The target audience, scope, and goal should all be clear at this point. Make a note of it, as well. You’ll have a well-defined project once you have that. Moreover, you’ve begun copywriting.
2. Rescript your favorite tv commercial
To get started, try something else first. Have you seen a commercial that you really liked? Does this position appear often in your resume? Do you have a go-to ad?
Read, watch, and then redo those copywriting samples you’ve been saving. That marketing campaign should be adjusted to fit your company’s needs. Your blog post’s introduction, title and structure are all excellent examples of how you might repurpose these elements. Adapt your favourite ad for the introduction of a new product or service from your company’s current offering.
Isn’t it fun to rewrite? You never know what you might come up with!
3. Create an illustration of your project or concept.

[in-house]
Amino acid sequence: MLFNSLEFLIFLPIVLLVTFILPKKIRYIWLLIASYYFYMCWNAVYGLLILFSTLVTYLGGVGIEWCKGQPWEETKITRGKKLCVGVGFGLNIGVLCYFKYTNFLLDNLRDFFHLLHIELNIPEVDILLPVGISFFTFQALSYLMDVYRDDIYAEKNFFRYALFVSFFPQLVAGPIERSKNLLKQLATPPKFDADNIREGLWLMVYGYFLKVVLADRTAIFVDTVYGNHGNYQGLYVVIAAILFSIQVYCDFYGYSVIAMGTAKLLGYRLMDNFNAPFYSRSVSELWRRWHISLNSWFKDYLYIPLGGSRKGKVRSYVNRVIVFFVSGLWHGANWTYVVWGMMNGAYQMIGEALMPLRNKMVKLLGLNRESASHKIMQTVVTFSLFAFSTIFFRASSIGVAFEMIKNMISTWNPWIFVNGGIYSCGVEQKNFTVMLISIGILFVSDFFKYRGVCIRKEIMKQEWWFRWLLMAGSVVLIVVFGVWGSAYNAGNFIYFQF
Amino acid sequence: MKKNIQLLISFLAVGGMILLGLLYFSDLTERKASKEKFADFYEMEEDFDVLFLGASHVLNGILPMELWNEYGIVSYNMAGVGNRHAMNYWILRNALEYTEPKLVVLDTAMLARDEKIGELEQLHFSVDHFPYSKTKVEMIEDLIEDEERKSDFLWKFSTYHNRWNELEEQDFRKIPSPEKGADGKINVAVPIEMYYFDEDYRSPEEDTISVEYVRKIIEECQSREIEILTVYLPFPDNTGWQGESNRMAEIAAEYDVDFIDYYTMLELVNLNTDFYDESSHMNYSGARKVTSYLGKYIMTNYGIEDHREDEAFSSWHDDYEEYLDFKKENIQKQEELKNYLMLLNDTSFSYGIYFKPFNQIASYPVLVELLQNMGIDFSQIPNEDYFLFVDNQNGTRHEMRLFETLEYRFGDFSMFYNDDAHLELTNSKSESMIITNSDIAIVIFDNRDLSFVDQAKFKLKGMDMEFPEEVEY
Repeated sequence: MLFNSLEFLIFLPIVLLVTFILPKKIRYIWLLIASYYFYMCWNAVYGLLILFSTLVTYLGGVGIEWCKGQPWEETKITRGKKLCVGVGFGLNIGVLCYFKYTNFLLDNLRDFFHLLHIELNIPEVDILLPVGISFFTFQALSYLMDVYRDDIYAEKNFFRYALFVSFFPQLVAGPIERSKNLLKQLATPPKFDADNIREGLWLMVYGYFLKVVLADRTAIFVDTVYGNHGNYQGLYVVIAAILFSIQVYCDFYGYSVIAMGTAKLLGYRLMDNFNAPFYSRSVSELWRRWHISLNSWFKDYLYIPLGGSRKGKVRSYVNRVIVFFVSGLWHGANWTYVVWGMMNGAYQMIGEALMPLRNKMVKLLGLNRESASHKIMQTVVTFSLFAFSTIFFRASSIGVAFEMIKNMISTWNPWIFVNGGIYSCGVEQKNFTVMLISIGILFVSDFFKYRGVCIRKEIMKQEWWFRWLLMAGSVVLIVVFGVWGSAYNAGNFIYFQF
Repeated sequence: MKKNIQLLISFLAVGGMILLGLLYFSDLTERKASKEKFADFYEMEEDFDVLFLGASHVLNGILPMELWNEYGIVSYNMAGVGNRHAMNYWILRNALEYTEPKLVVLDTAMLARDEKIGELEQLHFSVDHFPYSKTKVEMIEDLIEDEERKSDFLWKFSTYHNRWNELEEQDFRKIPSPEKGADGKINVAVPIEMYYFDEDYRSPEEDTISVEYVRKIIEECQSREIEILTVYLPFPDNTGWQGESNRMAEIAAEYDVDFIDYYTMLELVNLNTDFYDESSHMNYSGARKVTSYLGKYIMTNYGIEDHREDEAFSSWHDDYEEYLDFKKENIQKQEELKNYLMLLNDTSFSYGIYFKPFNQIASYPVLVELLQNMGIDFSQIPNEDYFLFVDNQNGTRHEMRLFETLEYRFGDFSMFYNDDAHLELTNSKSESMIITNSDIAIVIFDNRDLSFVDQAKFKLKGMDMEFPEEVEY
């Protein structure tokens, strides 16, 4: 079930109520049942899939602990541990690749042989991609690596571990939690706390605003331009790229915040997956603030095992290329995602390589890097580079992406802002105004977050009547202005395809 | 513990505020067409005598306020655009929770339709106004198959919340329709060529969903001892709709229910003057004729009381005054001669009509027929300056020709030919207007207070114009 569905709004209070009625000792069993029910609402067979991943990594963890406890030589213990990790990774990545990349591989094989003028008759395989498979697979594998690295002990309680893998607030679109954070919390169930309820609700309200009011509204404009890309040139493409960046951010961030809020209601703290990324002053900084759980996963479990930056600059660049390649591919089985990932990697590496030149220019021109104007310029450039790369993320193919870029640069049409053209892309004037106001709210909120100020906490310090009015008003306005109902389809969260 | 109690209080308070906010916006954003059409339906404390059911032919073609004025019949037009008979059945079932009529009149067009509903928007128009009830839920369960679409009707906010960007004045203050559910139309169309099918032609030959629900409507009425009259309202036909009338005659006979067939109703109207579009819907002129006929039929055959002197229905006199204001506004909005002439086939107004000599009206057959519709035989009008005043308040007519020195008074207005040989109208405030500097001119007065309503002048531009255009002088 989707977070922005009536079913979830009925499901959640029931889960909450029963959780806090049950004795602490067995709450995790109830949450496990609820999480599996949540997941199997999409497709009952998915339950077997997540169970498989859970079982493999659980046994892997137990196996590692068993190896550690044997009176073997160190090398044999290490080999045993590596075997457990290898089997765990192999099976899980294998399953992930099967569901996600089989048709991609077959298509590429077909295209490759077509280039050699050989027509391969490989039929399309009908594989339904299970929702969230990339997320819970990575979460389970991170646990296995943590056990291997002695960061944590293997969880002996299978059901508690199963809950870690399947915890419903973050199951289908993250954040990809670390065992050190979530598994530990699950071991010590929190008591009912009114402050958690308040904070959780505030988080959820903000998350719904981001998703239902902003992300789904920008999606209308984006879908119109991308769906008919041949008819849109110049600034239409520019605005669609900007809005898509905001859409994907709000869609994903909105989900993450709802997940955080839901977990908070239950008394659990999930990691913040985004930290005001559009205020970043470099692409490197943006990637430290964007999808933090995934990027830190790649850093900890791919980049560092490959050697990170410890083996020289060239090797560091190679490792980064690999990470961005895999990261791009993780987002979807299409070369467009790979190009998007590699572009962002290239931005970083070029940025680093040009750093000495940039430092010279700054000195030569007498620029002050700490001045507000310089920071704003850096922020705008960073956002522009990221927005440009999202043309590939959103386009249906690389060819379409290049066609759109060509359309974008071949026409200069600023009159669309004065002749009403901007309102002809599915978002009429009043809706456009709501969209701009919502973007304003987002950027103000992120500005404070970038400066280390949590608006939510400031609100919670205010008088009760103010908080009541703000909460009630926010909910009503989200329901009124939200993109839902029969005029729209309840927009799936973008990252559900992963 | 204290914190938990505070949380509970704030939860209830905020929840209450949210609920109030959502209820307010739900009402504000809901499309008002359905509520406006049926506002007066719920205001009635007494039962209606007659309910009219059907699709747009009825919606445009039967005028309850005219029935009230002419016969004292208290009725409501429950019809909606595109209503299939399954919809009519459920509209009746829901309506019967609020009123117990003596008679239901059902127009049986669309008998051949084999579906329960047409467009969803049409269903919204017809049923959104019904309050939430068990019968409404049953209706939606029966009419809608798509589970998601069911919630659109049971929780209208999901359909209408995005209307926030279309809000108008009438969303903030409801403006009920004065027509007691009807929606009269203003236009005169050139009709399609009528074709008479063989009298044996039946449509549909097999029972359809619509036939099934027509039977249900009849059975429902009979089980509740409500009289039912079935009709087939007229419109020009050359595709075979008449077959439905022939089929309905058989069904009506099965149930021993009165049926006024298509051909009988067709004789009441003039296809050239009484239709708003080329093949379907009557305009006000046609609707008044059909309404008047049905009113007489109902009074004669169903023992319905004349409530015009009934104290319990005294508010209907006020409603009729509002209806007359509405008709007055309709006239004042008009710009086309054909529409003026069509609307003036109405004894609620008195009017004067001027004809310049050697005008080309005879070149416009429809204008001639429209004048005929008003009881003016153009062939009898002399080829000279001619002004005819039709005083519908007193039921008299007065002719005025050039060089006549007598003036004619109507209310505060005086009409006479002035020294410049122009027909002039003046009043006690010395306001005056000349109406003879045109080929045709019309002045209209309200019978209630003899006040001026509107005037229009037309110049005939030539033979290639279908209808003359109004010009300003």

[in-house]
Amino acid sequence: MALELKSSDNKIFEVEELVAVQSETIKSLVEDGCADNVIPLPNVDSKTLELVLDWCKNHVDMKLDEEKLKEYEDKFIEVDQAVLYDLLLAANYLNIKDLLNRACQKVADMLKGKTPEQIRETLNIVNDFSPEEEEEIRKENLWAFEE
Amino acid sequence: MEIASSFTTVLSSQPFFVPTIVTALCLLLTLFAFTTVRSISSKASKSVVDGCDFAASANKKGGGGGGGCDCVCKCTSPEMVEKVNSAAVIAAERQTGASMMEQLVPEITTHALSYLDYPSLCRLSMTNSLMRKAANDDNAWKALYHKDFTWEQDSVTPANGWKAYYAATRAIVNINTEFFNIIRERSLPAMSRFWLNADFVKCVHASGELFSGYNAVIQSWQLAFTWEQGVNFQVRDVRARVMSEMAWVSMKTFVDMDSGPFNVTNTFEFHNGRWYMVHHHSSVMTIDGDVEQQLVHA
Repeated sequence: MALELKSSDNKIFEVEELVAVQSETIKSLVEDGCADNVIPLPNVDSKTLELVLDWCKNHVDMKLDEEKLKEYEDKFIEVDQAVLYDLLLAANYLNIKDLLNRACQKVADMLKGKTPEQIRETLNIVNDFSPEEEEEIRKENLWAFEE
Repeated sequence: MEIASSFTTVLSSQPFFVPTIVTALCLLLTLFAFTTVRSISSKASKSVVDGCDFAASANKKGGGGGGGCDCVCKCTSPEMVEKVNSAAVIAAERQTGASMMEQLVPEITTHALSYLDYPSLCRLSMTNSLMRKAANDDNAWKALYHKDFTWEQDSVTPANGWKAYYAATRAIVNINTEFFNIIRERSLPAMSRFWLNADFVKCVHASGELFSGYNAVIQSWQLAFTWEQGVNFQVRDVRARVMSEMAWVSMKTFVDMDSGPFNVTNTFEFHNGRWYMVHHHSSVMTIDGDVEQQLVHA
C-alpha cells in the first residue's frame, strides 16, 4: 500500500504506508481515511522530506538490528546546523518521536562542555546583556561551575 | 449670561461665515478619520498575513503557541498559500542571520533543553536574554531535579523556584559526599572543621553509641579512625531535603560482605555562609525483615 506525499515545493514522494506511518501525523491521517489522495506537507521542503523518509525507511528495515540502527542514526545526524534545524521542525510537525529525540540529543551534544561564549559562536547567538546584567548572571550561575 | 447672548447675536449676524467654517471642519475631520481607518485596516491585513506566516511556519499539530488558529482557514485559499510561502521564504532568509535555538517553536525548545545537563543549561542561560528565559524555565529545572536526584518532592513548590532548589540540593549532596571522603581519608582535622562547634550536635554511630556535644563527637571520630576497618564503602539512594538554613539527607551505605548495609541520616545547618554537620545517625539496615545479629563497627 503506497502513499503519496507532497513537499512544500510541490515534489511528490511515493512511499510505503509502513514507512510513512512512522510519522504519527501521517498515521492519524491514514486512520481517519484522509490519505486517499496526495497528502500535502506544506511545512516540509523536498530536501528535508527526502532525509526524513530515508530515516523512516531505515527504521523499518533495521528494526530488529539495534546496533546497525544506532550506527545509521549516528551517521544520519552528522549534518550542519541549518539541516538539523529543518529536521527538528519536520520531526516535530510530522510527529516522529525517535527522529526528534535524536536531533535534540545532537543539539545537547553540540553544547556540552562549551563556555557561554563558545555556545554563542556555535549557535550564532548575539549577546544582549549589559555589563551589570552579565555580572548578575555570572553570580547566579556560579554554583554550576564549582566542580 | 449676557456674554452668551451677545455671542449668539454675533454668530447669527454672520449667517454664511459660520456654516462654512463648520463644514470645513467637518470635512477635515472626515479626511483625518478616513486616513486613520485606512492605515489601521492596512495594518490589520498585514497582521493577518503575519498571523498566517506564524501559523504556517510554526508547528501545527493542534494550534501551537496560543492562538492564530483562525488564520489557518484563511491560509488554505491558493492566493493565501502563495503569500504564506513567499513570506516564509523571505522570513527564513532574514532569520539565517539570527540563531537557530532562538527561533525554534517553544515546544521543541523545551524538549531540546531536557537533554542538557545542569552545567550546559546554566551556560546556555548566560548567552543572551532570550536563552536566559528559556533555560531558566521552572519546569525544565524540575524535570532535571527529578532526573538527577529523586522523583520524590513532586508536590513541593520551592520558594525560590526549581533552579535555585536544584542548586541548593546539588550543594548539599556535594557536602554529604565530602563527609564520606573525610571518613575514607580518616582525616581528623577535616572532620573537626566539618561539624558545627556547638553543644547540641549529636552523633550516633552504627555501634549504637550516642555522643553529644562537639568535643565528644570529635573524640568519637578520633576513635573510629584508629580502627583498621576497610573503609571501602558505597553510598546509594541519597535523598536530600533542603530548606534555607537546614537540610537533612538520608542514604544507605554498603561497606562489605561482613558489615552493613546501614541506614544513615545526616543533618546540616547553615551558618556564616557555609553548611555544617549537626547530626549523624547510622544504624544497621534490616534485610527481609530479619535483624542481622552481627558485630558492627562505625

There are several copywriting tips that don’t need the use of actual words. Listen to what I have to say.
The task at hand might be a little jumbled at times. Maybe you’re putting together a series of screenplays for a new product’s promotional videos on YouTube. Perhaps you’re drafting emails for a new customer-nurturing strategy. It might be difficult to get started on a project with so many moving elements and so many little bits.
Is it easier? Outlining the framework.
Put the bits of copy in order by arranging them in a variety of shapes. Grab a pair of scissors and cut them out, if necessary. Making a mental picture of it helps, as does figuring out the framework.
4. Take 10 minutes to write anything that comes to mind in your head.